Tuesday, April 12, 2011

Weel # 60 - Granny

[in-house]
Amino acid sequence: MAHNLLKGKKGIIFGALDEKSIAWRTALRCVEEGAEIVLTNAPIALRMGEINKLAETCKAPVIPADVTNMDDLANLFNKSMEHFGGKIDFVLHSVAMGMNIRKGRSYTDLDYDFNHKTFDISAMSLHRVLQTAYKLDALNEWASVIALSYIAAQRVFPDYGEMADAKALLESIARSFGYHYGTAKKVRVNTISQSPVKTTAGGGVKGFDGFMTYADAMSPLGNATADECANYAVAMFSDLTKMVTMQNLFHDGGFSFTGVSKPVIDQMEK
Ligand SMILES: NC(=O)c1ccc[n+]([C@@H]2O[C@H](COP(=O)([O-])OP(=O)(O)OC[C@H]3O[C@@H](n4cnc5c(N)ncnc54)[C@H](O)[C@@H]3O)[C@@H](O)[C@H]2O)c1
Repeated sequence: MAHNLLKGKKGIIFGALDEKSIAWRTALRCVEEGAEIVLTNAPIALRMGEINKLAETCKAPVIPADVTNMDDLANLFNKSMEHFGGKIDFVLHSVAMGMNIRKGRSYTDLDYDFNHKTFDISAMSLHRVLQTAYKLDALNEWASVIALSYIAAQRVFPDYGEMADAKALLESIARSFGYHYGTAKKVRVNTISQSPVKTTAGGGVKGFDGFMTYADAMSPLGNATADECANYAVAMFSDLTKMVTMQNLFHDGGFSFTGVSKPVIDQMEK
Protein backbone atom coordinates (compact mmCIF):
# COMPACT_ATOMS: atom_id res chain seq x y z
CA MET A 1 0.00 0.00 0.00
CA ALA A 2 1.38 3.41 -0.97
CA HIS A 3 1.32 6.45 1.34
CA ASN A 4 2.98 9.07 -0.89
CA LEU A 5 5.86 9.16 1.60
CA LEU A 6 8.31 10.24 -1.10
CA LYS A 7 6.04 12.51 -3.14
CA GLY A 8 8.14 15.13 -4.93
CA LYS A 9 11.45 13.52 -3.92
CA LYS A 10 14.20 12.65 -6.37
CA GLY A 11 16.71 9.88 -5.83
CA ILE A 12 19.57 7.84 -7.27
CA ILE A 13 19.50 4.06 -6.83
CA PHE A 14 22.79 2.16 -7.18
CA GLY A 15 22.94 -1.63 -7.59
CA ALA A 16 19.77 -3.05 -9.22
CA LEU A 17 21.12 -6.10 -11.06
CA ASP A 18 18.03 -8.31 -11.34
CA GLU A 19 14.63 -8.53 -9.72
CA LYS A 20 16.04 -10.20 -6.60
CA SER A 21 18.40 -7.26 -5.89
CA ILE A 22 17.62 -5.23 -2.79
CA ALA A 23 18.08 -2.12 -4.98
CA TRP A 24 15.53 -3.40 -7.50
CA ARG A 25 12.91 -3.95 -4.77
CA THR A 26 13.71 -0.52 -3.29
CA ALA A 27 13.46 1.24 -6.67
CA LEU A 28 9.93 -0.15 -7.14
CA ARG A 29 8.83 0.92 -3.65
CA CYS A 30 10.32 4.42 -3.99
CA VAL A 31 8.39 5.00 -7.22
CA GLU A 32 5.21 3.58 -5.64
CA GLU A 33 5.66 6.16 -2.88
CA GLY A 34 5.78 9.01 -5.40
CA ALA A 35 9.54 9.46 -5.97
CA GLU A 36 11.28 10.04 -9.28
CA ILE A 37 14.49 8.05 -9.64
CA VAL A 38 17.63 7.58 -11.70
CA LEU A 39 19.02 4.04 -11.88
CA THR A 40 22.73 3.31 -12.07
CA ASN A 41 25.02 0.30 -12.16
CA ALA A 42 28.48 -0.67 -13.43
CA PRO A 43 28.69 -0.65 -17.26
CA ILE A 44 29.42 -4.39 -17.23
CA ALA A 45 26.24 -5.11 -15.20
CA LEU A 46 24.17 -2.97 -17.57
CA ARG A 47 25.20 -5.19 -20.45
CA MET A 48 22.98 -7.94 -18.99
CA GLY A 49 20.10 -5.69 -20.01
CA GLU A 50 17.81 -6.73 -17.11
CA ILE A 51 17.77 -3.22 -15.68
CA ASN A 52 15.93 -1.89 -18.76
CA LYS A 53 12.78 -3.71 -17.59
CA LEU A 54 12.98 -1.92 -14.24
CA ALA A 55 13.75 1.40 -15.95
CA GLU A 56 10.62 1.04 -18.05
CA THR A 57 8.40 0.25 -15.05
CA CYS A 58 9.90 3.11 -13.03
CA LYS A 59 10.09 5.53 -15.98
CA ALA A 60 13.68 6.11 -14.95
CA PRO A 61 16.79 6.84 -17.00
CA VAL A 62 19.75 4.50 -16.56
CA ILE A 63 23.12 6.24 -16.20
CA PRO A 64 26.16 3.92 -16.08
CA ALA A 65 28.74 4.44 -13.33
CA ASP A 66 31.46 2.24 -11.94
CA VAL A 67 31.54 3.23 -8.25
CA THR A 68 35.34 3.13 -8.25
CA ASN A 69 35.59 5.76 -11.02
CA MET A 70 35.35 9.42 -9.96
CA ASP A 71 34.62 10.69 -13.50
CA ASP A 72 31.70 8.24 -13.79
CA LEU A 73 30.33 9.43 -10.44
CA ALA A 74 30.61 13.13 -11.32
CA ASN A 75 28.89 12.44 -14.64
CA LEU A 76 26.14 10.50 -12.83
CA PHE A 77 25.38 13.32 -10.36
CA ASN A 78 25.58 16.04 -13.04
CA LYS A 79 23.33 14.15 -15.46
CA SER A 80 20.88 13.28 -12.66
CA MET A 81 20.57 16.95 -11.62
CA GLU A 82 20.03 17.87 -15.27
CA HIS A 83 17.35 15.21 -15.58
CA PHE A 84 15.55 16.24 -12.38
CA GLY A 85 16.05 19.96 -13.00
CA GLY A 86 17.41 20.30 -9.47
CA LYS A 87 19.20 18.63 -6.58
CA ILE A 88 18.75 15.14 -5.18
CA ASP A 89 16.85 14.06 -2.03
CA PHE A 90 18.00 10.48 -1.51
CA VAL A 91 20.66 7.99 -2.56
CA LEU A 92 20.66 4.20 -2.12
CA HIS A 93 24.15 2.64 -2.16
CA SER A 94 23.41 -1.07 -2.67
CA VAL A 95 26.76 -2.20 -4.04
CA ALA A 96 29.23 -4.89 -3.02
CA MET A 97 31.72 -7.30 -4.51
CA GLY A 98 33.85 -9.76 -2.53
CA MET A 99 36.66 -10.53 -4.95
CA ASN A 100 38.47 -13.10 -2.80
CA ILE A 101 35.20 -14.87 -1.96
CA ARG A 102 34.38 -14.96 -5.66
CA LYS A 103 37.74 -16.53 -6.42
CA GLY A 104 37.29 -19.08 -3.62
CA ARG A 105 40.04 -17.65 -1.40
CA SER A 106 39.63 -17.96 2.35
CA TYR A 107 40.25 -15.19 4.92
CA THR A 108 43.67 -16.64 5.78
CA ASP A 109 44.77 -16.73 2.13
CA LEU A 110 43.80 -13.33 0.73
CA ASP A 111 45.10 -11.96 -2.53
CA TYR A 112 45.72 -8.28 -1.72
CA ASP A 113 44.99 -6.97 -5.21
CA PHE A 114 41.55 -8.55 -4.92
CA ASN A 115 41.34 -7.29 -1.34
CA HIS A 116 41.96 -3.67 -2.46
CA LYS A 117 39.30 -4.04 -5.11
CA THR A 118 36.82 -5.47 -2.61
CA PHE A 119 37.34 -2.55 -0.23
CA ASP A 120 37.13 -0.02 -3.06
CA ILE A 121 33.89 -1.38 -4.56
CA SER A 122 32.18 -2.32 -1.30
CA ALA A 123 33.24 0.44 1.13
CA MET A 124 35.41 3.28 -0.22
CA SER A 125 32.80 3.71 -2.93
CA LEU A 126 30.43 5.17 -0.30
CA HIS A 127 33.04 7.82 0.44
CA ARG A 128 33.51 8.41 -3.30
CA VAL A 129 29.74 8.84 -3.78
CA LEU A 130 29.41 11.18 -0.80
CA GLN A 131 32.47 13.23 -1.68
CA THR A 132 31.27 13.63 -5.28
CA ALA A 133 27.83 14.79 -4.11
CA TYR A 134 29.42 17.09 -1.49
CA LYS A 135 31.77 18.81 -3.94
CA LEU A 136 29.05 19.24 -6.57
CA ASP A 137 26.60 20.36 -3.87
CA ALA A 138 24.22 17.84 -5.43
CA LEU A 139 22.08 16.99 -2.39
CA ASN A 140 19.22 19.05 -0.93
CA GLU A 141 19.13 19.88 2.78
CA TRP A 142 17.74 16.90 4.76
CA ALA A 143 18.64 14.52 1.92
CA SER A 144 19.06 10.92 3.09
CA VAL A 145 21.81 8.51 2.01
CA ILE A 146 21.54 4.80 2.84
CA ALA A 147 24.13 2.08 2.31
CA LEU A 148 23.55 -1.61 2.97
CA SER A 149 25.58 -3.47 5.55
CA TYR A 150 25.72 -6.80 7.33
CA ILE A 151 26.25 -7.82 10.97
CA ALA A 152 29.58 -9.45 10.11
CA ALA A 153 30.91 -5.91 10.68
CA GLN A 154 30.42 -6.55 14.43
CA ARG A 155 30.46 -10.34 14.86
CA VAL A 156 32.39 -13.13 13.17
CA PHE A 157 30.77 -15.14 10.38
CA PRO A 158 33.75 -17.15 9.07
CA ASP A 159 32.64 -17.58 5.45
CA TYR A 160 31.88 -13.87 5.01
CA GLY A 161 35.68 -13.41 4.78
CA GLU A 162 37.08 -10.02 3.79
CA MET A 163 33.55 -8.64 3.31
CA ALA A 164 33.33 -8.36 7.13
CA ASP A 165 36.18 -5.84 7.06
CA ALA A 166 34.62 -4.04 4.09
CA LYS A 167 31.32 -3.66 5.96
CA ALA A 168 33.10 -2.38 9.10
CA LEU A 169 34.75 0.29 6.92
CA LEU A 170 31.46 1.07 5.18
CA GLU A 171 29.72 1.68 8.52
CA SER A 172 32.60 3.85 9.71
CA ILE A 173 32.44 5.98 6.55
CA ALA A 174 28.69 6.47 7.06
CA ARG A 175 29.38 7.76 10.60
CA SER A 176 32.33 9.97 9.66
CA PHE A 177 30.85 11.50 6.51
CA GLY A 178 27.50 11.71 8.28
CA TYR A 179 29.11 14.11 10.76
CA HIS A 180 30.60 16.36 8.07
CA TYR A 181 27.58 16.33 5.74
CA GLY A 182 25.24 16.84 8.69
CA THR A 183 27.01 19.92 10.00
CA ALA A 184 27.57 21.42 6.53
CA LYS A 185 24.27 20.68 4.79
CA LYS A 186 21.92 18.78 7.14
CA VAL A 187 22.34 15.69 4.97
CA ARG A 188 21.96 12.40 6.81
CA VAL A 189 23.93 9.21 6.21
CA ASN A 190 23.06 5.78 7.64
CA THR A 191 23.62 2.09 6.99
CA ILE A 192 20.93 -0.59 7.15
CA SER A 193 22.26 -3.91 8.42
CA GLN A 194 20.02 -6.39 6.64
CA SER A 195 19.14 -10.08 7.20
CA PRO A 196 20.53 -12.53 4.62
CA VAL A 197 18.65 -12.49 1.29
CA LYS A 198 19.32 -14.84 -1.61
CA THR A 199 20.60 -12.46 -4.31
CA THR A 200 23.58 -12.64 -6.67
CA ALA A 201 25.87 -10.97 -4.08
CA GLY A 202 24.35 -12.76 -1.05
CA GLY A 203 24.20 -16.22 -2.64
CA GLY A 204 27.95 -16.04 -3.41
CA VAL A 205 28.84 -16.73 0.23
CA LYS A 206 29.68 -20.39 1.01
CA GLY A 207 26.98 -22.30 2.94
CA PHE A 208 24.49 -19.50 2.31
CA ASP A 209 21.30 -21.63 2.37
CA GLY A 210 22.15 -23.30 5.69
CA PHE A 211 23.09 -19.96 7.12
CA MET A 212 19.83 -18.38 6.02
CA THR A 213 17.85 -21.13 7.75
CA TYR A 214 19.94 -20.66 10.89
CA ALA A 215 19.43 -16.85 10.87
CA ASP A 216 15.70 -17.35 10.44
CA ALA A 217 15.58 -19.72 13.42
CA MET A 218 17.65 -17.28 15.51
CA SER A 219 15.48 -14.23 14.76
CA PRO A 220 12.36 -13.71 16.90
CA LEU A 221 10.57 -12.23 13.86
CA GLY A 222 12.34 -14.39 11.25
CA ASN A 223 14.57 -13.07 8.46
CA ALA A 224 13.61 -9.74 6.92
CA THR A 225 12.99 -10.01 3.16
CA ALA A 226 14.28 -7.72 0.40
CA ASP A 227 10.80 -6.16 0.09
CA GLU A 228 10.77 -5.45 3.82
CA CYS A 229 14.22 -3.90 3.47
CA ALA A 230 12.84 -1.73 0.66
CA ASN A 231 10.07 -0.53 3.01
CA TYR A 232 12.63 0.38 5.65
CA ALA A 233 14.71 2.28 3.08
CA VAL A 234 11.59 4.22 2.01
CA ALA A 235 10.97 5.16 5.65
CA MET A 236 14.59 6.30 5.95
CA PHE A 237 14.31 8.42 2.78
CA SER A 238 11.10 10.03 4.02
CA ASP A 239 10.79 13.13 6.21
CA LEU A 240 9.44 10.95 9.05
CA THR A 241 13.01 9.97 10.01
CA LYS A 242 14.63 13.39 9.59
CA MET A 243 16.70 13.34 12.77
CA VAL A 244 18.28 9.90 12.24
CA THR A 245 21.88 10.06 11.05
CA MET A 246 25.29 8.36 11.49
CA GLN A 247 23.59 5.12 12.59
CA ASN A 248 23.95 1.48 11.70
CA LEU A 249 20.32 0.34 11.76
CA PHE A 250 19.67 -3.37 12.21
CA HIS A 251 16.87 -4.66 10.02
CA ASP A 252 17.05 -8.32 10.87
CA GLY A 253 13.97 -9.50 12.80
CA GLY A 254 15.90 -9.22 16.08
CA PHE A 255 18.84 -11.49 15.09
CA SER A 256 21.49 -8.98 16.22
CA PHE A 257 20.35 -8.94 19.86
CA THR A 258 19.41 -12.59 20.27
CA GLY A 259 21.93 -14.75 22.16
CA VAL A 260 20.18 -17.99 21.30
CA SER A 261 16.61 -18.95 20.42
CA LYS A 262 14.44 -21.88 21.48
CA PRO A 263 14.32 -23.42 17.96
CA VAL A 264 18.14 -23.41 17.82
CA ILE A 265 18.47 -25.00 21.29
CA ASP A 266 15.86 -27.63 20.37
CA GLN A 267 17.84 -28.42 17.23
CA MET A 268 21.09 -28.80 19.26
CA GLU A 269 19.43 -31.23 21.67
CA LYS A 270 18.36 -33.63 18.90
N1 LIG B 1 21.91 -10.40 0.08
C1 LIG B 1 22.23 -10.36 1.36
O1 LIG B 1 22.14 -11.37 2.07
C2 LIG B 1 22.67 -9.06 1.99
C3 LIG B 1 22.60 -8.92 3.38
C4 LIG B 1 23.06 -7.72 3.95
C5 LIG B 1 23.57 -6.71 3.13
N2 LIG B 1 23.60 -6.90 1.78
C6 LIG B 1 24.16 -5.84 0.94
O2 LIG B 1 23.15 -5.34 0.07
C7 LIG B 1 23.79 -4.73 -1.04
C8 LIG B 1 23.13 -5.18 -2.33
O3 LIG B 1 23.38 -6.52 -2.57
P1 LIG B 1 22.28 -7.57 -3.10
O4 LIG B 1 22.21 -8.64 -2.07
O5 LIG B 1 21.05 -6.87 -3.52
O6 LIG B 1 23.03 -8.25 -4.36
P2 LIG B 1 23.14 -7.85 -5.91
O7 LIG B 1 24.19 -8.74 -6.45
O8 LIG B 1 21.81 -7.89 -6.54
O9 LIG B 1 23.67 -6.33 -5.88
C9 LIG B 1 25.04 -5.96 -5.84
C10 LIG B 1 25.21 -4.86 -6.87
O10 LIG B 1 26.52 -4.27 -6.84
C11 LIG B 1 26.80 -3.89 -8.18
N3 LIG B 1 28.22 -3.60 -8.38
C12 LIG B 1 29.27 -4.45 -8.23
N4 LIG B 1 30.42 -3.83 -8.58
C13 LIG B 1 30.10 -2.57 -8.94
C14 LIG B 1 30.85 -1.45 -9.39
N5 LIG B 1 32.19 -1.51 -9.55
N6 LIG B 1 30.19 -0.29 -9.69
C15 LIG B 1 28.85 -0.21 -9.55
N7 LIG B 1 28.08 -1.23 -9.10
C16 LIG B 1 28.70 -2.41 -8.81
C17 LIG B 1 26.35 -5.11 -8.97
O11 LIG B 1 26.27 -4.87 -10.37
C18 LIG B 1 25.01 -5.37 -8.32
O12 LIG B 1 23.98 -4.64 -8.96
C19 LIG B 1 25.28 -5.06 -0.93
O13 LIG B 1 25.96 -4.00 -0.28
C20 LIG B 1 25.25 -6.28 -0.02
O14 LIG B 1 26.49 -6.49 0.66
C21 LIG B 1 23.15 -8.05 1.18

This week, I’ve spent a lot of time thinking of the things I will miss about Botswana.  Time is getting short and we are almost down to 4 months now and we are working extra hard to make sure we do EVERYTHING the Lord wants us to do while we are here.  We’ve fasted and prayed to know exactly whom we can help each day and we continually pray that the Lord will trust us to be an instrument in His hands as we work in His vineyard at this time.  We do want to make a difference for someone, but it usually feels a lot like we are just visiting Branches, contacting people and going through the motions each day of phone calls, paying bills, doing transfers, fixing cars, fixing bikes, cooking banana bread and wacky cakes and etc.   As we’ve been driving around this week, I started wondering if I’ve told you all about the things we see here that are different from home.  I decided to try to do that better.  Here are some things that I will miss seeing when we aren’t here any longer.  When the weeds along the sides of the roads grow tall (which they do as our growing season is all year long and we’ve had lots of rain lately.  Anyway, they hire crews of people to cut them down with “weed wackers” which are just a hand tool something like a scythe.  They work so close together that it looks like they will cut each other’s arms off if they aren’t careful and they work from 7 AM to 1 PM in the hot sun and get paid approximately $50 a month.   It’s amazing to see these crews of people even out in the country roads where the weeds are tall and the strip of weeds along the road is really wide with perhaps 25 people on each side of the road working.  I have to admit, sometimes they only have 5 or 6 tools and everyone is taking turns using the tools, but this isn’t always the case.  It’s the same when we see the crews sweeping streets in town, every 3rd or 4th person has a broom or dust pan and the rest stand around and watch.  It is amazing to watch them though, most of them are old ladies in dresses sweeping, stooping over with a piece of cardboard, or using a scoop shovel and the work goes on.  We’ve been told this is what the government does though instead of having a Welfare Program where people get money for nothing.  They can work for $50 a month and it isn’t much but it does keep them from starving and it keeps them working for what they get.  I will miss the huge termite hills that we see EVERYWHERE.  They are in the country in the middle of the fields, in the middle of people’s yard, and they don’t seem to knock them down; perhaps it’s bad luck we don’t know but they just stay there and keep getting bigger and bigger.  I will also miss seeing the endless Tire shops, the barber shops, the tuck shops (where they sell candy, fruit and whatever else you can think of) along the town roads, the country roads,  and every street corner.  They just set up a little stand on a old table anywhere they want and there are usually at least 3 or 4 right beside each other selling the same thing.  They think if someone else is successful on that corner, they will join them and sell the exactly same thing.  They are industrious though and I can’t imagine they make much money at it, but at least they are trying.  You would all be proud of me, I can drive quite nicely on the (right) actually the wrong side of the road now.  I think it will feel strange now to drive on the left side.  I’ve gotten use to watching over my right shoulder for oncoming traffic if I’m crossing over the other lane and merging into the lane to my left when I moving forward.  I can zip through the “round about’s” without having heart failure about when to go or not to go.  I even jump into the car and ran into town by myself to get groceries if Dad is busy doing mission stuff.  I can park the car quite comfortably, but I still forget and get into the car on the wrong side.  Sometimes I even get clear inside and then realize I don’t have a steering wheel and It’s kind of embarrassing when you’re the only one in the car and people see you get in on the wrong side.  The missionaries are especially aware and laugh at me when I do that.  Dad actually does it sometimes still though.  I will miss seeing the ladies carry anything and everything on their heads.  It’s not unusual to see them carrying a case of bananas, a 5 gallon bucket full of “whatever” carrying them to their little “tuck shops” to see for the day.  We’ve seen everything from 2 cases of toilet paper, to big fluffy blankets, baskets full of groceries, while they carry bags or groceries in each hand and a baby strapped to their back with a towel or a blanket.  I love to see the ladies carrying their babies that way and the babies are always asleep or just laying there on their mom’s back and not crying.  I think their babies must be very content and love to be carried on the back of their mom’s or a big sister.  It’s amazing to see them walking everywhere and I will really miss that.  It’s been pretty hot here the past few months and the black ladies really wear some cute hats.  They also wear skirts most of the time, especially the older women and by older I mean anyone that is perhaps 30.  The only ones that wear pants are sometimes young girls and sometimes teenagers.  We don’t very often see anyone in levis; they usually have school uniforms or work uniforms and just dress clothes. The ladies often have a head wrap on that matches their dress.  Their dresses are often homemade from their real traditional cloth and they wrap a strip of fabric really cleverly around their heads and tie them up really sharp.   Their hair is very unmanageable so they have to either have it braided (which most of them do) or wear a wrap of some kind on their head or the newest and most popular thing is a wig.  Wigs are for sale on every street corner and in every beauty shop in town and in all the “China Shops.”  China Shops are big stores in town that sell stuff really cheap and is probably where most of the people shop; at least all the Sister Missionaries buy their clothes there.   I love to see the people with their colorful umbrellas that they all carry to protect them from the sun.  Even the men carry umbrellas and they don’t care if they are pink or purple, they just carry one if they want.  We even see little kids carrying their own umbrella walking beside their moms.  It’s pretty colorful along the roadsides as there are always hundreds of people walking everywhere and I will miss that.  You probably noticed that I called the ladies here “black ladies” and that is what they prefer to be called, not colored.  Anyone that speaks of another as “colored” is referring to someone of mixed race and it’s quite a derogatory term.    There is a lot of poverty here and people don’t have much, but they do dress nicely to go to town; it’s a real event for them and they dress for the occasion.  I had a lady come once to help me with some house and yard work so she could earn money to go to the temple and she brought her 3 year old daughter with her.  They road the bus from Kanye (1 ½ hours away) and when we picked them up at the bus station they both were dressed in their Sunday best clothes.  They came into the house and Rafilewe (the mom) changed into her work clothes and changed her little daughter (Loveness) into her play clothes and she went to work.  When the work was done, they both changed into their Sunday clothes and we took them back to the bus station.  Interesting!!!  Most of the transport here is white mini-van’s called Combi’s.  There are also big buses traveling between the bigger town every day; in fact there is a bus to Francistown and back almost every hour all day and it costs about 89 Pula or $12..  Lots of people work out of town and ride buses everywhere.  The Combi’s are the most popular and the cheapest.  It costs about 20 Pula (or $3.) to ride a bus to Kanye or any of the other towns that are are 1hour or 1 ½ hours away.  If they take a Combi across town it only costs about 2 Pula or 35 cents.  There are Taxi’s and I think they cost about 5 Pula to go somewhere in town which is less than a dollar.  There are bus stops all along the highway from town to town and people stand out and catch buses all day and even late at night.  There are also lots of people at the bus stops begging for rides from the cars passing and they stand right on the edge of the road and clap their hands at you or flap their hand up and down begging for a ride.  We can’t give anyone rides, It’s against Church rules for us as Missionaries, but lots of people do stop and pick them up.  I see young girls ( and even just young children) standing on the road side begging for rides and it scares me to death.  How do they know who will pick them up and how do their parents know if they will ever see their children again.  I think it would be very easy for children do disappear in this country.  I do have to say that lots of the children here are very skinny; I’m sure most of it is lack of food, but some may be just lack of homes and parents.  We literally speak to many of our youth who say they have no parents, but I guess that is to expected from a country where 1 in 3 have HIV AIDS.  In Francistown it’s 1 out of 2.  Many of our missionaries that come from other parts of Africa have only no parents living and have been raised by a grandma, an aunt, or someone else in the community.   I already mentioned the shops where everyone sells stuff, but my favorite are either the tyre (they spell tire like this) shops or the barber shops.  The tyre shops consist of about from 20 to 40 tires stacked up and a guy setting beside them with a tire pump and some tire repair tools.  They arrange the tyres really neatly in a stack, some flat, with another setting upright on the flat one and then several of them in a row.  It catches your attention and of course, none of the tyres are new, but have a little tread on them and people stop and buy them and the guy puts them on for him and life goes on in Botswana.   The Barber shops are nothing more than a tarp wrapped around a metal frame to form a small hut and the guy inside has some clippers and that’s about all it takes for a guy’s hair cut here.  They are literally everyone, sometimes 3 or 4 next to each other and it’s amazing how they are often all busy.  I’ve heard it costs about 10 Pula ($1.50) for a haircut if you’re from Botswana but our Missionaries would have to pay more.  They seem to cut each others’ or come over here for me to try to finish the job after they cut the bottom with the clippers.  I never conquered the clippers, but I cut dad’s hair all the time and the missionaries caught onto that and like me to do theirs.  I really don’t mind, it just makes me nervous as to if I will do it the way they like.  Anyway, sometimes the barber shops even double as “cell phone repair shop” or a “buy airtime here” shop and they might even sell you a banana or a piece of candy while you’re there.   One thing I will really miss is counting all the cows, sheep, goats, and donkey’s while we travel around to our different villages.  My absolute favorite is the Donkey Carts they use to carry all their water, their garden produce to sell along the road, and also for going into town to do their grocery shopping.  Their carts are all very “homemade” and some aren’t too bad either; and they are pulled by from two to four donkeys and I absolutely love it.  We see several of them each time we go and I keep telling dad that he needs to go home and build us a donkey cart and buy at least two donkeys so we can give all the grandkids rides up and down the canal and back and forth from Farmer’s Corner.  They would look so cute out in the pasture and  the grandkids would love to go riding with PaPa Lynn and we’d be the envy of all the grandparents in Burley.   I don’t think I’ve ever mentioned all the wheelbarrows we see around the villages also.  People (men, women and children) use them for everything.  Actually, I think if you aren’t the proud owner of a donkey and a donkey cart, the wheelbarrow is your only mode of transporting dirt, rocks, groceries, garden produce to see on the road, and also the way to haul wood home to cook with and to heat the houses in the cold season.  The kids push the wheelbarrows full of buckets of water and they are usually bare footed and running over the rocks.  They are amazing and I will really miss all the scenes of Botswana when it is time for us to go home.  I don’t think I mentioned the Swept-clean dirt yards.  When we travel along the road and go from village to village, we see lots of little round mud huts (called rondavals) with thatched roofts and they are literally out in the buses but they always have a small clearing where they have cleared away the bush and they literally sweep the dirt and make it look really clean around their yard.  They don’t do grass here, so yards are dirt and most are kept very well.  There might be 3 or 4 Rondavals in a group with a kitchen built outside from vertical sticks (about 3” High) held together with rope or string or wire to form a small area where they all cook over an open fire.  Their homes don’t have running water, or electricity or kitchens at all, they all just use the “community kitchen” and sleep in their own small huts.  Even in the villages like Kanye (where Mariah lives) they don’t have any street lights and most of the people don’t have electricity so when it gets dark, it’s dark; especially in these areas that we see along the highway that are so far from any civilization at all.   This are just a few of the highlights that I wanted to tell you about that we get to see every day.  I wish we could put all of you in our car with us and take you to see the sights, the sounds, and the people of Botswana.  They are a beautiful people; most are Christian’s but it’s amazing how they have wandered so far from our Heavenly Father’s commandments and don’t have any idea about The Word of Wisdom, The Law of Chastity, and That Families are Forever.  We are trying our best to bring them the Gospel of Jesus Christ so they can know true happiness.  They all know about Cell Phones and they are a very educated people.  We will continue striving to teach them all that our Heavenly Father wants them to know and we truly believe that This Is Afrika’s Time and that the Gospel of Jesus Christ will someday flourish in Afrika and Botswana will be one of the first countries ready to accept the teachings that we have for them.  They all say they Love Jesus and they want to follow Him, they are just confused as to how to do that.  Pray for us, we will continue to pray for you and we hope the Lord will send lots of Senior Couples to Botswana.  If we had a Senior Couple in each of our Branches, I truly feel that our membership could double.  They just need leadership and consistency in their branches and all of these Immigration problems that we have been experiences have made it worse as we can only keep our Missionaries in their Branch for 3 months and then we have to change and the Missionaries are just getting to know the members and know what each branch needs.  Hopefully this will be getting better soon; but we will continue to pray for more couples as they could make an amazing difference for our people here in Botswana.  If you know of anyone planning to go, please tell them to write to us and we’ll put them in touch with President Poulsen.     For those who don’t know, I must add this to my letter today.  As of today, Roger and Shaundalee have legally adopted a wonderful little baby girl from Botswana.  Her name is Briella Morgan and the story of how she came to be a part of our family is amazing and full of miracles and tender mercies.  We wrote home about a girl we were trying to help that had been raped and was only 18 years old and been a member of the church for less than 1 year.  She had no family to help her raise the baby so after we helped her decide against an abortion (which her case worker had convinced her she should have) she chose to have the baby and we promised to help her find an LDS family to raise her baby.  To make a long story a little shorter, we found out that Family Services doesn’t function in Botswana and Mariah started asking us if someone in our family could raise her baby.  At the same time, Roger and Shaundalee individually kept having feelings that they should adopt this baby and after a couple of weeks, they talked it over together and mentioned to us that they kept feeling they were suppose to adopt this baby.  We found out it was impossible to adopt a baby out of Botswana until after it was 12 months old so we thought “that was the end of that”.   But the Lord and Mariah had different plans and the Lord kept prompting us and Mariah kept asking us to please have our family raise her baby.  We kept serarching and searching and finally found a Chief Magistrate Judge who told us it would not be illegal to have Mariah fly to America and have her baby and leave it there.  Mariah didn’t have a birth certificate (another long story) or a ID card which is what EVERYONE in Botswana must get when they are 16 (another long story) and she needed both of these to be able to get a Passport so we began the 2 month long process to obtain the Birth Certificate and the ID Card and then we were able to get the Passport and then on to the Visa. We were able to pay big bucks and get the Passport fast, but she was declined her Visa the first time at the Embassy and had to reapply and pay the big fee all over again and go for another interview.  This time she passed and was granted the Visa.  Three days later she was on a plane to America (8 + months pregnant (another long story and many tender mercies and miracles) and only 10 days after Roger and Shaundalee picked her up in SLC, she delivered a 6 pound baby girl.  Bryce and Melissa are now taking care of Mariah and nursing her back to health and she will be returning to Botswana on April 29th to continue her education and try to find work so she can (as she puts it) improve her Family Tree and make a new start for herself.  She is beautiful, tiny, and has a testimony of the gospel and Heavenly Father must have a wonderful plan for her life as He certainly has taken good care of her to this point.  She has faith that He will continue to do that and that she can truly make it on her own back here in Botswana.  Roger and Shaundalee plan to help her with a start in her education, but mostly she is determined to make it by working and going to school and serving in the church.  We love her and are eternally grateful for the blessing she has left with our family.  We love you all and we sure do love e-mails!!!  Mom and Dad, Grannie & PaPa Lynn, Lynn and Lorraine